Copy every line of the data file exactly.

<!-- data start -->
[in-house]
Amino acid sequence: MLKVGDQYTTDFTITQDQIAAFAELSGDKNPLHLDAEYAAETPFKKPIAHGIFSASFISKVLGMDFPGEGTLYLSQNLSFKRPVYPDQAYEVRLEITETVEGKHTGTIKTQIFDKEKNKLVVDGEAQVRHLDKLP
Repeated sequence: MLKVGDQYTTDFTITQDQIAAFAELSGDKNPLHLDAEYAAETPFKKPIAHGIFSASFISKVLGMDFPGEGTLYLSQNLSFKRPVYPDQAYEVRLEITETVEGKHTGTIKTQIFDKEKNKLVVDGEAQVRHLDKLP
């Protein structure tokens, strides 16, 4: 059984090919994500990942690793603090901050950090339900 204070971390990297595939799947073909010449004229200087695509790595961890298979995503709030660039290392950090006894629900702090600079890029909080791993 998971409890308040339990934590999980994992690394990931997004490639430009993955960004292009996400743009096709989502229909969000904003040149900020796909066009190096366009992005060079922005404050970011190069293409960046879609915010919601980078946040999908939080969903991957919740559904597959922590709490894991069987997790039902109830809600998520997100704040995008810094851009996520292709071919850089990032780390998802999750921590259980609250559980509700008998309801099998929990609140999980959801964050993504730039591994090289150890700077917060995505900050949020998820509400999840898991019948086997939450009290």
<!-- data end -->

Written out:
[in-house]
Amino acid sequence: MLKVGDQYTTDFTITQDQIAAFAELSGDKNPLHLDAEYAAETPFKKPIAHGIFSASFISKVLGMDFPGEGTLYLSQNLSFKRPVYPDQAYEVRLEITETVEGKHTGTIKTQIFDKEKNKLVVDGEAQVRHLDKLP
Repeated sequence: MLKVGDQYTTDFTITQDQIAAFAELSGDKNPLHLDAEYAAETPFKKPIAHGIFSASFISKVLGMDFPGEGTLYLSQNLSFKRPVYPDQAYEVRLEITETVEGKHTGTIKTQIFDKEKNKLVVDGEAQVRHLDKLP
């Protein structure tokens, strides 16, 4: 059984090919994500990942690793603090901050950090339900 204070971390990297595939799947073909010449004229200087695509790595961890298979995503709030660039290392950090006894629900702090600079890029909080791993 998971409890308040339990934590999980994992690394990931997004490639430009993955960004292009996400743009096709989502229909969000904003040149900020796909066009190096366009992005060079922005404050970011190069293409960046879609915010919601980078946040999908939080969903991957919740559904597959922590709490894991069987997790039902109830809600998520997100704040995008810094851009996520292709071919850089990032780390998802999750921590259980609250559980509700008998309801099998929990609140999980959801964050993504730039591994090289150890700077917060995505900050949020998820509400999840898991019948086997939450009290």